With the coming of 2017, and what we hope will be a Happy New Year to all, come changes to both those who are receiving Social Security disability (SSDI) and/or Supplemental Security Income (SSI) benefits and those who plan on applying for such benefits this year. Whether you reside in Maine, Massachusetts or New Hampshire, as this is a federal program, the changes I am outlining below will apply to each of you.
First and foremost is a change to one’s benefit rate given the increase in the Consumer Price Index (CPI-W) from the third quarter of 2014 through the third quarter of 2016. Based on these figures, an Cost of Living Adjustment (COLA) in the amount of .3 will be applied to your benefit check in 2017. Thus, if you were receiving $1000.00 per month previously in SSDI benefits, you should see an increase in your monthly check to $1003.00. Likewise, the Federal standard payment for SSI recipients has been increased from $733.00 per month for individuals to $735.00. A corresponding increase has been made for the SSI limit for couples (to $1103.00). The resource limitations for 2017 for SSI entitlement has remained the same for 2017: the resource (asset) limitation has remained the same for 2017 as it was in 2016: $2000.00 for individuals and $3000.00 for couples.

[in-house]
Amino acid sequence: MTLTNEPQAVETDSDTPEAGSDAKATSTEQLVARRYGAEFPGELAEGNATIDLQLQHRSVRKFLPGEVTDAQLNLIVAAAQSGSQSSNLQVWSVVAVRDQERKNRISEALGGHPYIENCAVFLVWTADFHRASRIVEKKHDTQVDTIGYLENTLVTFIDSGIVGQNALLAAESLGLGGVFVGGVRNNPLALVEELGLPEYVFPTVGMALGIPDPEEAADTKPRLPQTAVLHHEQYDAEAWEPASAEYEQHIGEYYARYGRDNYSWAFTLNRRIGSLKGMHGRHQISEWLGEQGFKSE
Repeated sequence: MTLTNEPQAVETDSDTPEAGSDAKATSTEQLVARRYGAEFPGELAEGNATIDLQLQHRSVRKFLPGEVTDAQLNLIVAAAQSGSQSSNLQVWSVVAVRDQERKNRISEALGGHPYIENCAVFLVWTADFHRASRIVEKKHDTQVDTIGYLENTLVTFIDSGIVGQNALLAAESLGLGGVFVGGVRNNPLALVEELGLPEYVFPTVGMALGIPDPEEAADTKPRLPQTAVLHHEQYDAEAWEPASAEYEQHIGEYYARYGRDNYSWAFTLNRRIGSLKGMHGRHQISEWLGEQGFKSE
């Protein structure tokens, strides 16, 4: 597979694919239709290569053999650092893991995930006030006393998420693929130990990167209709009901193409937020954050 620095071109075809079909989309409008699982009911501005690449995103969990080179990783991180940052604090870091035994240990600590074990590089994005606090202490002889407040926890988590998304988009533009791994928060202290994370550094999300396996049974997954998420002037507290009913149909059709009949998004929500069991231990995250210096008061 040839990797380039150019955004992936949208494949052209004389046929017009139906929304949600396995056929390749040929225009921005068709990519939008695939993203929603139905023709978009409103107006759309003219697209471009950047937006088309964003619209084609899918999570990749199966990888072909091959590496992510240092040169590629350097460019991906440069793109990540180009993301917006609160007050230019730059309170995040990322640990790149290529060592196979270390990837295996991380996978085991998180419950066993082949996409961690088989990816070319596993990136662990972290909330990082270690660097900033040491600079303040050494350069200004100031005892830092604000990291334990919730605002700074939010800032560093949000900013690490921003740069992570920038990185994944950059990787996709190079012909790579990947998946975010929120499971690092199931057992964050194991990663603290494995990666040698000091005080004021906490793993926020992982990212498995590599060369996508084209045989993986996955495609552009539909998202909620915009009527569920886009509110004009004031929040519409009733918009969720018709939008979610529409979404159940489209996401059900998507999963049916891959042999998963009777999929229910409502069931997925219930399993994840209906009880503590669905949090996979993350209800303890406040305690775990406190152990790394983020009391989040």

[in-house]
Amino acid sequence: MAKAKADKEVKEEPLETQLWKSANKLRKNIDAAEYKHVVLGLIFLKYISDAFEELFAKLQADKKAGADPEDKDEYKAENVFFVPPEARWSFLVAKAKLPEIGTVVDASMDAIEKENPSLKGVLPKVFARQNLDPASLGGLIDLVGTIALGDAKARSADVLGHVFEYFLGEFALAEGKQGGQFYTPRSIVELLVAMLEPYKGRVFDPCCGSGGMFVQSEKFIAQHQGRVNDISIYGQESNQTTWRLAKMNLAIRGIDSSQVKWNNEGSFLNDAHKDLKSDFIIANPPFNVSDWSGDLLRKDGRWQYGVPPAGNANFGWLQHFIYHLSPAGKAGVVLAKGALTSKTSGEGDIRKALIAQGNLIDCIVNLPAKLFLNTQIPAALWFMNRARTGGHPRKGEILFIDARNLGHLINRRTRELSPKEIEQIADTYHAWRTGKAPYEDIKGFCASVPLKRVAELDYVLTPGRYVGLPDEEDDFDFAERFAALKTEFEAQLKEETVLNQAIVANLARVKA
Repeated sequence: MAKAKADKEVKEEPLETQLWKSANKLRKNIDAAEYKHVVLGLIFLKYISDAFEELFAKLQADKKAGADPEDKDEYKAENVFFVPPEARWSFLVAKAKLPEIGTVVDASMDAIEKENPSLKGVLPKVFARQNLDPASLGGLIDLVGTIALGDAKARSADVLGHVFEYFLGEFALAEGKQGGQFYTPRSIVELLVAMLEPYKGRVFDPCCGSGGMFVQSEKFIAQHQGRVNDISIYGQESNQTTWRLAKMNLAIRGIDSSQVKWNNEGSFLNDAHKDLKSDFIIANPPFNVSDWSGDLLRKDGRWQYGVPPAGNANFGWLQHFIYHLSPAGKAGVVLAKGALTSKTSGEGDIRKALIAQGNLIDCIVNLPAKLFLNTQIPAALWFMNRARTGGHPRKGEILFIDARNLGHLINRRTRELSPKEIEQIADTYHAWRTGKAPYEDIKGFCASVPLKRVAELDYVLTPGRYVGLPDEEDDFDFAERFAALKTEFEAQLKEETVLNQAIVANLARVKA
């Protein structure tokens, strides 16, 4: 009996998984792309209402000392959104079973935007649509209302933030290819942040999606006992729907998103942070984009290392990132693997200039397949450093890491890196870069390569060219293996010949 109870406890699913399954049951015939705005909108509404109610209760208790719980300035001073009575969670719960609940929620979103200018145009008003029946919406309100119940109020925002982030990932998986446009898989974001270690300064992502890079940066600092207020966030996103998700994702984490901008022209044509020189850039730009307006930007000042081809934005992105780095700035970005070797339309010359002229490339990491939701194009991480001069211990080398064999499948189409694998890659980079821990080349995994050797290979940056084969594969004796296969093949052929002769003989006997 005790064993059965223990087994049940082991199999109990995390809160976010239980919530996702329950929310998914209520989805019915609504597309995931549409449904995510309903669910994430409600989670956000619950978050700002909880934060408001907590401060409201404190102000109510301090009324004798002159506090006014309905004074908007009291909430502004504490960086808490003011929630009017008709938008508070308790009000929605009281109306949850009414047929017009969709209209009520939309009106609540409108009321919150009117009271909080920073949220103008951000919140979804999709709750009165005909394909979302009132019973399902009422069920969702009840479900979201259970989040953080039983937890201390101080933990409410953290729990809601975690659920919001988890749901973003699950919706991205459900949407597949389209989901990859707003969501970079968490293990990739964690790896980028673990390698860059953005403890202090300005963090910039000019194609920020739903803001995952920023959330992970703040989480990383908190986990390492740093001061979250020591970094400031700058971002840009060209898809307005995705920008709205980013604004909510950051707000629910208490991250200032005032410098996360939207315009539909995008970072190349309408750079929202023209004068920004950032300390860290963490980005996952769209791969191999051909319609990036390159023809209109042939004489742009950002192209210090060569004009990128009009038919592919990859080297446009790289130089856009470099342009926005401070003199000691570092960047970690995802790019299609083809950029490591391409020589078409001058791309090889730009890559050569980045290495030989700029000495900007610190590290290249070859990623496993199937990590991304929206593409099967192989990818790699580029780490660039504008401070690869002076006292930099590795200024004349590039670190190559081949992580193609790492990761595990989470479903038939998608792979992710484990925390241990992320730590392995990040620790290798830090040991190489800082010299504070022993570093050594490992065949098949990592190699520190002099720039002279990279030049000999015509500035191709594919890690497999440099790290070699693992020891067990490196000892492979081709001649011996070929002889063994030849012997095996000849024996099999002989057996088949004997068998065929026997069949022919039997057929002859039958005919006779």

For those who are attempting to determine whether you remain disabled from performing gainful wages, it is important to note that the standard for substantial gainful activity (SGA) has been raised from $1130.00 per month to $1170.00 per month (while the standard for those who are applying based on blindness, the monthly amount has been increased from $1820.00 per month to $1950.00 per month). Thus, if applying for Social Security disability or SSI benefits, the Social Security Administration (SSA) will be looking to see if you remain capable of earning simply $1170.00 per month on a regular and continuing basis. It is important to remember, as we’ve discussed previously, SSA will not be looking to see necessarily whether you are actually undertaking SGA level earnings, but whether you remain capable of performing such work on a regular and continuing basis. Assuming one is making SGA level earnings at the time of their application, however, this would be a basis for a denial of one’s claim at step 1 of the sequential evaluation process.